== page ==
Chimps and Swans

I’ve read many books over the years, almost all of them have been non-fiction. At times like these, all of those bits of knowledge gleamed from all of those books, hopefully do add up to something of value. Take Dr. Steve’s book for instance.

the chimp paradox – dr. steve peters

I now understand that my head is indeed inhabited by two brains. What comes next depends upon which brain is in control. The chimp brain is more primitive, impulsive, faster and stronger and so leaps to conclusions and can get us into trouble but is essential for our continued survival. Then there is our human brain which is slower, more considered, more considerate and calculating. It looks before it leaps. Often by the time it is ready to take action the chimp has already been in there and potentially broken everything. Dr. Steve has helped countless sportsmen and teams achieve their best by controlling their inner chimp. I couldn’t recommend the book enough. Then there is “The Black Swan”

Continue reading “Chimps and Swans”

December 2017 Investment Review

What’s happened over the last three months?

The FTSE 100 climbed 248.93 points in total from it’s September close of 7438.84 points. With a very late Santa Rally, it finished December at an all time high of 7687.77 points.  As late as the 20th December the market still stood at a maximum of around 7550 points, a level it first reached in May of this year. The final 150 points came in a week. So the market has had a full seven months to catch it’s breath.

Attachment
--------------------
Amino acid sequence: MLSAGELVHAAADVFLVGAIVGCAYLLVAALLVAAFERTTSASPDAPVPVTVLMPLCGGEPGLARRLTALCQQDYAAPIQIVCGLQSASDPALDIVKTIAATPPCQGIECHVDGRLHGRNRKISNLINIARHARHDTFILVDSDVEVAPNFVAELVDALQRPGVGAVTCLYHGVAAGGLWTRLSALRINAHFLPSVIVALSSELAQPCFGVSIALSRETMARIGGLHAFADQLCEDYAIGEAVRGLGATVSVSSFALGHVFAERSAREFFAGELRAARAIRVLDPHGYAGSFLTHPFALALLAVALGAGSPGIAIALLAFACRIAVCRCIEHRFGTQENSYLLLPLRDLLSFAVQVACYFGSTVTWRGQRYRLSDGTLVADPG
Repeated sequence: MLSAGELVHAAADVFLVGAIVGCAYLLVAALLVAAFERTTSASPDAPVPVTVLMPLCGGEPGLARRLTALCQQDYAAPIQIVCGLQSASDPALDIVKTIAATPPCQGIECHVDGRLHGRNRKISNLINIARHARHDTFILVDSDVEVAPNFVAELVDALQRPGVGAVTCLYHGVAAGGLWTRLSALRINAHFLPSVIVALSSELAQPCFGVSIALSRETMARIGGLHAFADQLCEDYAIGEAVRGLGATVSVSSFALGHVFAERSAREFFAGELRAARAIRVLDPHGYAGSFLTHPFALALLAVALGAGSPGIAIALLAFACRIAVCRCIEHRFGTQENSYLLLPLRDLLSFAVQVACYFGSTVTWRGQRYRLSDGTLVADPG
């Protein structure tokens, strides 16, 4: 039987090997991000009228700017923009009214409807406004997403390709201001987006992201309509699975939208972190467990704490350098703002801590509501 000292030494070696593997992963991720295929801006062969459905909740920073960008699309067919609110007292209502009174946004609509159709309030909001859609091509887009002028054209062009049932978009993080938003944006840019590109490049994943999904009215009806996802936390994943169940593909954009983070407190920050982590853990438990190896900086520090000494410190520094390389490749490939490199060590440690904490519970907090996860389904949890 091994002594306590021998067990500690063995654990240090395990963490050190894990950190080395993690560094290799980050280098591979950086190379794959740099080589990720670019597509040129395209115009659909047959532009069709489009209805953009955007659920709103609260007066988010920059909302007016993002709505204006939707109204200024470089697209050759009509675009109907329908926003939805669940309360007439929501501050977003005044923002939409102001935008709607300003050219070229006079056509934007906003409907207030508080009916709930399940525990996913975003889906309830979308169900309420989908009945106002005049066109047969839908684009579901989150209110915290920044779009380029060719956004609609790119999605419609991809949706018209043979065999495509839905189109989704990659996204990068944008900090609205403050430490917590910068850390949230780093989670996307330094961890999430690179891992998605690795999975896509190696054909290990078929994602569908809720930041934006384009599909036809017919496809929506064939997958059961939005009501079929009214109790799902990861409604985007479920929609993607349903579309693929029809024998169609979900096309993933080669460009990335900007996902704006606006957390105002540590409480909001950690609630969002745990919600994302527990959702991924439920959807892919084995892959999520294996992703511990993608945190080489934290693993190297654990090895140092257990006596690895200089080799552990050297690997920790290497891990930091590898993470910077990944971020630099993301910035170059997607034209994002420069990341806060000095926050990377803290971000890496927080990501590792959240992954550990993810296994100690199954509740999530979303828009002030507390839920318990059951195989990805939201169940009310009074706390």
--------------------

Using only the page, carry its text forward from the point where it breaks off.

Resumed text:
How have we done over the last quarter?

All clients are in the process of receiving their personal quarterly valuations. But here is how the four main model portfolios that we operate have performed over the last 12 months. Continue reading “December 2017 Investment Review”

Zero Sum Game

Childish Joke

Bet nobody has tried this one on you for a long time. Unless you have grandchildren.

What’s the heaviest? A tonne of lead or a ton of feathers?

The answer is they both weigh the same. I can see your sides splitting with that one.

However it was a trick question. I mixed my tonnes (Metric) and tons (Imperial).
Imperial ton = 2240 lb = 1016 kg metric tonne = 1000 kg = 2205 lb

The correct answer is therefore the ton of feathers. But frankly who cares? Well Brussels does actually. If either a ton or a tonne fell on you, you would be squished. The difference is the metric tonne would result in much more paperwork. It’s too early for me to comment on Europe but after reading Roger Bootle’s excellent book, I’m with Boris. Anyway enough of Europe.